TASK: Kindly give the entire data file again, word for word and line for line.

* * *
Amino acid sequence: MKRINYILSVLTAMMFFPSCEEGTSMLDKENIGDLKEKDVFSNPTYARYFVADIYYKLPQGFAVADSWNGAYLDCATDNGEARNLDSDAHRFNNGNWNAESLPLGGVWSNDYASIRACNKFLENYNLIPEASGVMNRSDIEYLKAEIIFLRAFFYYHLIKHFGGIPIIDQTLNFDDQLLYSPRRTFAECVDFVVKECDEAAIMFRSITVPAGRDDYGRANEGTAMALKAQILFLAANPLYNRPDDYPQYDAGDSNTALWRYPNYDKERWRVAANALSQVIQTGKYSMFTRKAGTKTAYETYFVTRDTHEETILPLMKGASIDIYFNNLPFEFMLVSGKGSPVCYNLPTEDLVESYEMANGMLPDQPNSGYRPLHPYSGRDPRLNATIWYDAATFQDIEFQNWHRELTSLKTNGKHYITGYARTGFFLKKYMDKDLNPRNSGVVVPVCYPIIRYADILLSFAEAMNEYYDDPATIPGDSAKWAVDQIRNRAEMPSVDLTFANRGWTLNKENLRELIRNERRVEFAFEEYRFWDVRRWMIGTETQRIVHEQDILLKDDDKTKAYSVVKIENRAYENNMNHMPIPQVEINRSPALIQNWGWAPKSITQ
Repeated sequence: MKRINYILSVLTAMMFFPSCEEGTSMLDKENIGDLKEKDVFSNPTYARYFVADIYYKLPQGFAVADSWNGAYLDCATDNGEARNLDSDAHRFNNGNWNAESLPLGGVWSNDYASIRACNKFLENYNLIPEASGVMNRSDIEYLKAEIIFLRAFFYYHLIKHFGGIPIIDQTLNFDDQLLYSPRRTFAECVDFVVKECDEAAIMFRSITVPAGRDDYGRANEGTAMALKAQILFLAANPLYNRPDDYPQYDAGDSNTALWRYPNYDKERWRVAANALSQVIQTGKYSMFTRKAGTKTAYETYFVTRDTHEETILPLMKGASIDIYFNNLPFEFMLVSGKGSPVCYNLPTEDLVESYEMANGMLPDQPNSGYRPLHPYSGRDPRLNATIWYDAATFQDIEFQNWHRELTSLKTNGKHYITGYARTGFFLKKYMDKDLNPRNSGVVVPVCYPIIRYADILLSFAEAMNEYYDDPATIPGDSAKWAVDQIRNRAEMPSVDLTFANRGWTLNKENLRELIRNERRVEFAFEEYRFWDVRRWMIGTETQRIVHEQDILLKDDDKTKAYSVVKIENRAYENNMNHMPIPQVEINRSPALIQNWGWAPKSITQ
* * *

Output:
Amino acid sequence: MKRINYILSVLTAMMFFPSCEEGTSMLDKENIGDLKEKDVFSNPTYARYFVADIYYKLPQGFAVADSWNGAYLDCATDNGEARNLDSDAHRFNNGNWNAESLPLGGVWSNDYASIRACNKFLENYNLIPEASGVMNRSDIEYLKAEIIFLRAFFYYHLIKHFGGIPIIDQTLNFDDQLLYSPRRTFAECVDFVVKECDEAAIMFRSITVPAGRDDYGRANEGTAMALKAQILFLAANPLYNRPDDYPQYDAGDSNTALWRYPNYDKERWRVAANALSQVIQTGKYSMFTRKAGTKTAYETYFVTRDTHEETILPLMKGASIDIYFNNLPFEFMLVSGKGSPVCYNLPTEDLVESYEMANGMLPDQPNSGYRPLHPYSGRDPRLNATIWYDAATFQDIEFQNWHRELTSLKTNGKHYITGYARTGFFLKKYMDKDLNPRNSGVVVPVCYPIIRYADILLSFAEAMNEYYDDPATIPGDSAKWAVDQIRNRAEMPSVDLTFANRGWTLNKENLRELIRNERRVEFAFEEYRFWDVRRWMIGTETQRIVHEQDILLKDDDKTKAYSVVKIENRAYENNMNHMPIPQVEINRSPALIQNWGWAPKSITQ
Repeated sequence: MKRINYILSVLTAMMFFPSCEEGTSMLDKENIGDLKEKDVFSNPTYARYFVADIYYKLPQGFAVADSWNGAYLDCATDNGEARNLDSDAHRFNNGNWNAESLPLGGVWSNDYASIRACNKFLENYNLIPEASGVMNRSDIEYLKAEIIFLRAFFYYHLIKHFGGIPIIDQTLNFDDQLLYSPRRTFAECVDFVVKECDEAAIMFRSITVPAGRDDYGRANEGTAMALKAQILFLAANPLYNRPDDYPQYDAGDSNTALWRYPNYDKERWRVAANALSQVIQTGKYSMFTRKAGTKTAYETYFVTRDTHEETILPLMKGASIDIYFNNLPFEFMLVSGKGSPVCYNLPTEDLVESYEMANGMLPDQPNSGYRPLHPYSGRDPRLNATIWYDAATFQDIEFQNWHRELTSLKTNGKHYITGYARTGFFLKKYMDKDLNPRNSGVVVPVCYPIIRYADILLSFAEAMNEYYDDPATIPGDSAKWAVDQIRNRAEMPSVDLTFANRGWTLNKENLRELIRNERRVEFAFEEYRFWDVRRWMIGTETQRIVHEQDILLKDDDKTKAYSVVKIENRAYENNMNHMPIPQVEINRSPALIQNWGWAPKSITQ